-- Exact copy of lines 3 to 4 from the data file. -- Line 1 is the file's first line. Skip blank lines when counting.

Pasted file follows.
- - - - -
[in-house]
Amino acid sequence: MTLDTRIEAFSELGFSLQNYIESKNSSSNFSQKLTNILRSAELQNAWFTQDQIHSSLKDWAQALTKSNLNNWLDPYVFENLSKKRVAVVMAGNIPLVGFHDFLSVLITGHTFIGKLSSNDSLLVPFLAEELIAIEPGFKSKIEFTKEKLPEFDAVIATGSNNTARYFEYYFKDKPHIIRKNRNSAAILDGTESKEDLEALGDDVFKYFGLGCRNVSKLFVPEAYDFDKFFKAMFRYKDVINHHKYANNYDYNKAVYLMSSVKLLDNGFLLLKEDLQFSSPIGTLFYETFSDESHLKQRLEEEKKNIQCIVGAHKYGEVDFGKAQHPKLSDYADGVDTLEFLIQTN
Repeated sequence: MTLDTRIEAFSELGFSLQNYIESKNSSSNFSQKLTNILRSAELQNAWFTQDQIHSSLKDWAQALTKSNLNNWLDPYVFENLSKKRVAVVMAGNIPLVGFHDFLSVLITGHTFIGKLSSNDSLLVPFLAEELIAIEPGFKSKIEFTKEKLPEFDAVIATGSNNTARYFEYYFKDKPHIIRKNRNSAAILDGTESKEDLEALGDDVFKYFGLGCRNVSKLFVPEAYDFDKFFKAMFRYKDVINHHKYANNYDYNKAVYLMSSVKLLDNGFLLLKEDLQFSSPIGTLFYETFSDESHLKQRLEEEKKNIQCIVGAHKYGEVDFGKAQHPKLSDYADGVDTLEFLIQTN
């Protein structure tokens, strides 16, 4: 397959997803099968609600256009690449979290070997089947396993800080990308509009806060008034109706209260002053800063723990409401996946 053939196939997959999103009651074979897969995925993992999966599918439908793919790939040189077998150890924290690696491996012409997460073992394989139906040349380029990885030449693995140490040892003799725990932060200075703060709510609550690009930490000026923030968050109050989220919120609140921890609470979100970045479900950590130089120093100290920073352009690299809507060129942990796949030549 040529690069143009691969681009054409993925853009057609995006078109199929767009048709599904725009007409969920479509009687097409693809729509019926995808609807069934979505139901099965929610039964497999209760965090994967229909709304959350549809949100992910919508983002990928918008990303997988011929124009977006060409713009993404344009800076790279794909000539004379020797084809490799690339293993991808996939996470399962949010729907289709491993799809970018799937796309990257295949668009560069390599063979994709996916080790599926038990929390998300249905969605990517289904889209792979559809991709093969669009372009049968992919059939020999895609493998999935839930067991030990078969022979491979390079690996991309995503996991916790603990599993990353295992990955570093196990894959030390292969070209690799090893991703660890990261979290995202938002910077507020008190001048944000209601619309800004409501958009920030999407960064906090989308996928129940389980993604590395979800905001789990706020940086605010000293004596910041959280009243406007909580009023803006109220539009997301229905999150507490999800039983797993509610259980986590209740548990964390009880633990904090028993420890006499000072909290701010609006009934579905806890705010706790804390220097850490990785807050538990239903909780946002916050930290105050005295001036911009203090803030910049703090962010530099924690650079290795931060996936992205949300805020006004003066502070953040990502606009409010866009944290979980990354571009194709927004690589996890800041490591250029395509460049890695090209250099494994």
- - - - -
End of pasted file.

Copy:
Repeated sequence: MTLDTRIEAFSELGFSLQNYIESKNSSSNFSQKLTNILRSAELQNAWFTQDQIHSSLKDWAQALTKSNLNNWLDPYVFENLSKKRVAVVMAGNIPLVGFHDFLSVLITGHTFIGKLSSNDSLLVPFLAEELIAIEPGFKSKIEFTKEKLPEFDAVIATGSNNTARYFEYYFKDKPHIIRKNRNSAAILDGTESKEDLEALGDDVFKYFGLGCRNVSKLFVPEAYDFDKFFKAMFRYKDVINHHKYANNYDYNKAVYLMSSVKLLDNGFLLLKEDLQFSSPIGTLFYETFSDESHLKQRLEEEKKNIQCIVGAHKYGEVDFGKAQHPKLSDYADGVDTLEFLIQTN
């Protein structure tokens, strides 16, 4: 397959997803099968609600256009690449979290070997089947396993800080990308509009806060008034109706209260002053800063723990409401996946 053939196939997959999103009651074979897969995925993992999966599918439908793919790939040189077998150890924290690696491996012409997460073992394989139906040349380029990885030449693995140490040892003799725990932060200075703060709510609550690009930490000026923030968050109050989220919120609140921890609470979100970045479900950590130089120093100290920073352009690299809507060129942990796949030549 040529690069143009691969681009054409993925853009057609995006078109199929767009048709599904725009007409969920479509009687097409693809729509019926995808609807069934979505139901099965929610039964497999209760965090994967229909709304959350549809949100992910919508983002990928918008990303997988011929124009977006060409713009993404344009800076790279794909000539004379020797084809490799690339293993991808996939996470399962949010729907289709491993799809970018799937796309990257295949668009560069390599063979994709996916080790599926038990929390998300249905969605990517289904889209792979559809991709093969669009372009049968992919059939020999895609493998999935839930067991030990078969022979491979390079690996991309995503996991916790603990599993990353295992990955570093196990894959030390292969070209690799090893991703660890990261979290995202938002910077507020008190001048944000209601619309800004409501958009920030999407960064906090989308996928129940389980993604590395979800905001789990706020940086605010000293004596910041959280009243406007909580009023803006109220539009997301229905999150507490999800039983797993509610259980986590209740548990964390009880633990904090028993420890006499000072909290701010609006009934579905806890705010706790804390220097850490990785807050538990239903909780946002916050930290105050005295001036911009203090803030910049703090962010530099924690650079290795931060996936992205949300805020006004003066502070953040990502606009409010866009944290979980990354571009194709927004690589996890800041490591250029395509460049890695090209250099494994």